Rates in tax free bank savings accounts have been reduced recently, but such accounts are still worth holding.
In the search for somewhere to park your cash the use of tax free bank saving schemes continues to remain an indispensable simple and risk free option for savers.
The three main schemes that are tax free are Livret A, Livret de Développement Durable (LDD) and Livret d'épargne populaire (LEP)
Since 1st February the rates on these schemes have been reduced down 0.5% to 1.75% for the Livret A and LDD, and to 2.25% for the LEP.
However, the total amount that can be deposited on a Livret A has been substantially increased this year to €22,950 per person (excluding interest). Prior to Oct 2012 the maximum amount that could be held in this account was €15,000.
You can hold €12,000 in the LDD and €7,700 in the LEP.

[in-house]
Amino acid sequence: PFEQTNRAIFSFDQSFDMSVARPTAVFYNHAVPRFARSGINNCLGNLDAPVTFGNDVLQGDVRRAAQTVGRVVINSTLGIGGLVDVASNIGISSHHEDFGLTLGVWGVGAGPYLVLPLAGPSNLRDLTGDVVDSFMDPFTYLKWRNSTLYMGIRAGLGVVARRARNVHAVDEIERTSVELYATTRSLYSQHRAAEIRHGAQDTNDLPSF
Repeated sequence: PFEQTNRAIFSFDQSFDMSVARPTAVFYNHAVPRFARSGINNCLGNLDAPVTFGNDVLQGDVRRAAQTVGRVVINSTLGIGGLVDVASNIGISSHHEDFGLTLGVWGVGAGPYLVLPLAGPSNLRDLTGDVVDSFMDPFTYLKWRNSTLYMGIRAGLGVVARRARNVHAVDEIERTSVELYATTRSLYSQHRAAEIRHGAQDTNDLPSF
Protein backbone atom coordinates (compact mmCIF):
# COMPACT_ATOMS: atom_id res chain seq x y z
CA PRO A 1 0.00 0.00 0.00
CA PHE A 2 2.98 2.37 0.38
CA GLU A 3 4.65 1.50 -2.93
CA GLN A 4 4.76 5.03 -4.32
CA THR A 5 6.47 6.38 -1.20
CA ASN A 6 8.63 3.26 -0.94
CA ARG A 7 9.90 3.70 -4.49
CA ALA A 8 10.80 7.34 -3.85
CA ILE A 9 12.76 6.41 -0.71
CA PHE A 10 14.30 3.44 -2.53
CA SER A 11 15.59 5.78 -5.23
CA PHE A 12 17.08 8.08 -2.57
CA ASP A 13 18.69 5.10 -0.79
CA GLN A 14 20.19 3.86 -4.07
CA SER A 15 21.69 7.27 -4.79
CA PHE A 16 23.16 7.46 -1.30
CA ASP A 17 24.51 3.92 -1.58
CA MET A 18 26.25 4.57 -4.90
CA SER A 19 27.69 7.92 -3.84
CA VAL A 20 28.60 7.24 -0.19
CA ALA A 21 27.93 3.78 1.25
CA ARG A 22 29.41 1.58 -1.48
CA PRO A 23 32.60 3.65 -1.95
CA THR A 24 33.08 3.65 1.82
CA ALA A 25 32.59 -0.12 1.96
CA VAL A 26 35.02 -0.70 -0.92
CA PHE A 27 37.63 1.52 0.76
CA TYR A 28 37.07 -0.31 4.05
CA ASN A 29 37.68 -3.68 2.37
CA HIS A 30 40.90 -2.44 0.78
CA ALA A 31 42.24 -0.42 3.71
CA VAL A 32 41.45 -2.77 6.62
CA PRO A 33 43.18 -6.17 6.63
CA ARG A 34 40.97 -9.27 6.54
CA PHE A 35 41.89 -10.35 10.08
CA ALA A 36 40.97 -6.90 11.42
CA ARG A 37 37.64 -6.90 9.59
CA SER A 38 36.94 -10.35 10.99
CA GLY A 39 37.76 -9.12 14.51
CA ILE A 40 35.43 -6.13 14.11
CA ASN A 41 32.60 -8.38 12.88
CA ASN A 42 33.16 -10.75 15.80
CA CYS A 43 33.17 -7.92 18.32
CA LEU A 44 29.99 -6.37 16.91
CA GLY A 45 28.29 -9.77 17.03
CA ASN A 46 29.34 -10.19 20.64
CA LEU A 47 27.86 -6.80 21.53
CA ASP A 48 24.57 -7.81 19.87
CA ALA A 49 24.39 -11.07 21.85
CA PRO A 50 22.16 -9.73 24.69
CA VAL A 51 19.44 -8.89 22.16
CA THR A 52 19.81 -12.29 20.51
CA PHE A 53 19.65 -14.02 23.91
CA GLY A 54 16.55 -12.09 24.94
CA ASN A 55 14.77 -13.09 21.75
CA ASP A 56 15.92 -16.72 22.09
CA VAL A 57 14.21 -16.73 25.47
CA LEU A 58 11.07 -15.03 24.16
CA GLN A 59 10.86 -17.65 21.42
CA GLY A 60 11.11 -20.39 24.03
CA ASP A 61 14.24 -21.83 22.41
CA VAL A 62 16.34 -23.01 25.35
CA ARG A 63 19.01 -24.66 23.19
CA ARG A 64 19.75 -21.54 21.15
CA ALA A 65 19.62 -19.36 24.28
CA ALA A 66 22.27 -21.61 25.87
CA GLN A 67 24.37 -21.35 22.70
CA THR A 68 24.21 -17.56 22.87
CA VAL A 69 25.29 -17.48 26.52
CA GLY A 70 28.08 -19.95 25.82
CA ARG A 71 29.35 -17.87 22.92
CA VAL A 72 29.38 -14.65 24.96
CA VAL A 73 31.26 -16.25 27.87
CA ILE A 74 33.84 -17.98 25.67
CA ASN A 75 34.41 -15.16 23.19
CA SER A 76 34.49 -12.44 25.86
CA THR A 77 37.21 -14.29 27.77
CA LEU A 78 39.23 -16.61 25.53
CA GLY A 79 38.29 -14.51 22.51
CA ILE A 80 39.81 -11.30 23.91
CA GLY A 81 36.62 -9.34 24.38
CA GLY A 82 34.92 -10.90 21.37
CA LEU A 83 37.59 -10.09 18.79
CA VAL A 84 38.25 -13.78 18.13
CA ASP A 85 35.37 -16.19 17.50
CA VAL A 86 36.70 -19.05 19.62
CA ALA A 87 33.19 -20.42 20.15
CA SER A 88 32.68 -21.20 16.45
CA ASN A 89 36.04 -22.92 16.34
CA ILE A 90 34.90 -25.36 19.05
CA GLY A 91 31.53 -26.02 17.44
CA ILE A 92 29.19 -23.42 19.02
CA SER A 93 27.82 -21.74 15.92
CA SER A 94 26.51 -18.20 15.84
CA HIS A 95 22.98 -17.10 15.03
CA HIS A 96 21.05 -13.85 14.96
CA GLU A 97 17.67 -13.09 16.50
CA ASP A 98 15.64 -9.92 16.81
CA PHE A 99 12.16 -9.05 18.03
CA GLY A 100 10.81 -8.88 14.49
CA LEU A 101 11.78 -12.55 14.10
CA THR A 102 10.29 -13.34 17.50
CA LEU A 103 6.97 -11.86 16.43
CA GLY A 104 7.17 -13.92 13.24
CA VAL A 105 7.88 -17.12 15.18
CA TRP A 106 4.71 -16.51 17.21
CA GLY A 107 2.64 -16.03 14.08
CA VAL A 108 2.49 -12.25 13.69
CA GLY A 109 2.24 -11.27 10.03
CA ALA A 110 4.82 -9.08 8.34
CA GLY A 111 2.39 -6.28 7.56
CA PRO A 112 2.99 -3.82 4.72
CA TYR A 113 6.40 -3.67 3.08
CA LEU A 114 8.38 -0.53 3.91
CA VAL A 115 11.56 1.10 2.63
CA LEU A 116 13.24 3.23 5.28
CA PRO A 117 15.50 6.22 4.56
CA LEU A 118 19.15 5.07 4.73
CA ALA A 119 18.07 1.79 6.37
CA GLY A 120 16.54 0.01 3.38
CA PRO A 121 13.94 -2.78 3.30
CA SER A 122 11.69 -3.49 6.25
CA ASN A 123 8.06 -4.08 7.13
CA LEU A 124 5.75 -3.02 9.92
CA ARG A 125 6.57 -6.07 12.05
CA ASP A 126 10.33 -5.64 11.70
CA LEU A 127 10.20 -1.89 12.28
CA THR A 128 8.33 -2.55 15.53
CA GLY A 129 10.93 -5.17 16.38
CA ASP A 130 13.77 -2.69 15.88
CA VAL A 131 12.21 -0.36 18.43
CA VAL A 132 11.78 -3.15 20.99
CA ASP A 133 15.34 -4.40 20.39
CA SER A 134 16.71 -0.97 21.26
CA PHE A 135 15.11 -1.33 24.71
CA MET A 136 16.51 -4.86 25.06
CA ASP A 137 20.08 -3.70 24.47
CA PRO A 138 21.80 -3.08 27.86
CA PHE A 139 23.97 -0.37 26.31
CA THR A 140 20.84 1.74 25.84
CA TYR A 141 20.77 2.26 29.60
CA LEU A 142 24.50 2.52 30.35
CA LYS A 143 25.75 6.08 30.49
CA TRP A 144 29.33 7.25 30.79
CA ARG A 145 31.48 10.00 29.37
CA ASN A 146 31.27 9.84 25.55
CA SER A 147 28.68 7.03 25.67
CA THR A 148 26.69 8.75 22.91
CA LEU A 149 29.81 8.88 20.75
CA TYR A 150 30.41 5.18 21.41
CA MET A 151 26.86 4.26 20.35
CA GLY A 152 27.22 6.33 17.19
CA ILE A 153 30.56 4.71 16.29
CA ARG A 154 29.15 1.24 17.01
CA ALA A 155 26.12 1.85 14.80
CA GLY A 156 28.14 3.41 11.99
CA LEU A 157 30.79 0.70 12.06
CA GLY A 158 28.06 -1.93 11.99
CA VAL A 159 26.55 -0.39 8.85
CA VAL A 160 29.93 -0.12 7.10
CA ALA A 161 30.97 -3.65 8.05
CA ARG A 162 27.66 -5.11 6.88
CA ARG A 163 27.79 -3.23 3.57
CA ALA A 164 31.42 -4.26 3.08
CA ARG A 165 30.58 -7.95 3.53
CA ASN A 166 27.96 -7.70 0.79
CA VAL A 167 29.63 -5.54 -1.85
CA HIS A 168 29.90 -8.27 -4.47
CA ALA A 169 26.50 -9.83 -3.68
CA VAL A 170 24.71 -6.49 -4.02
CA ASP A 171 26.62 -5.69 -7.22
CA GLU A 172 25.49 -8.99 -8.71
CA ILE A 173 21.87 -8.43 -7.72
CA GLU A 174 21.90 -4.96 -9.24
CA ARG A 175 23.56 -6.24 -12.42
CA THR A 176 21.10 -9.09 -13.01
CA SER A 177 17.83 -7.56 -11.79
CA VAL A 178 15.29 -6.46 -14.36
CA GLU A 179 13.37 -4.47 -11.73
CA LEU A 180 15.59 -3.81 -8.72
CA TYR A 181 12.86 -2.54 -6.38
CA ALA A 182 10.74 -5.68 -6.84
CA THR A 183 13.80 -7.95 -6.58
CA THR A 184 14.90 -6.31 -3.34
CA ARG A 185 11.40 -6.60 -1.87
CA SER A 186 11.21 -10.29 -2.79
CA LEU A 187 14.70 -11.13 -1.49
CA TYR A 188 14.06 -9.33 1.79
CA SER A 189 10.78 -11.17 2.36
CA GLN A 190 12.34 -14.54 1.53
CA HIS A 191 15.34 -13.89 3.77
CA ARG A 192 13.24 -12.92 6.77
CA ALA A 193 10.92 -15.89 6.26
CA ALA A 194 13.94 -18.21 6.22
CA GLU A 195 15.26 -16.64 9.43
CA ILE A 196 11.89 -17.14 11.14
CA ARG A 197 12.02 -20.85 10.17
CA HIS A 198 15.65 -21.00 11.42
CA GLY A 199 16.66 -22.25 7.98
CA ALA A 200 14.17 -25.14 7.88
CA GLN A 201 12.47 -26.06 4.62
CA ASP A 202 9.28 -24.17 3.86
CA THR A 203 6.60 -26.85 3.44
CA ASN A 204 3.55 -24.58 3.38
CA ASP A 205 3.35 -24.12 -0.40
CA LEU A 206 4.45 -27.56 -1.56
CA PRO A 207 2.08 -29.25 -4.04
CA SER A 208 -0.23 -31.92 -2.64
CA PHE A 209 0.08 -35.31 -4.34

As the other two accounts can be held simultaneously with the Livret A this means that the total sum that can be deposited on tax free savings accounts is €42,650 per person, subject to eligibility.
So for a couple that means you can deposit and hold €85,300 on these accounts, plus accrued interest. Interest is calculated every 15 days and is completely free of income tax and social charges. The sums held on the accounts are also immediately accessible.
For some, the only potential grit in the scallop is that eligibility to the LEP is subject to you paying no more than €769 a year in income tax in France. That is actually an attainable target for many expats, as the income tax system in France is quite generous, particularly at low to moderate incomes.
If you have children it is also possible to add another tax free savings account to this total - the Livret Jeune. However, this young persons (12-25) savings account is subject to a maximum initial deposit of €1,600, although it does offer an attractive savings rate of around 3.5%.
The rates of these tax free savings accounts are reviewed twice a year (15 July and 15 January) and the rates determined by the government on the basis of advice from the Bank of France.
The rates are adjusted in line with inflation.
All banks in France offer the tax free savings accounts. There is no residence requirement to hold a Livret A account, although that is not the case with the LDD and LEP, which both require that you are resident in France.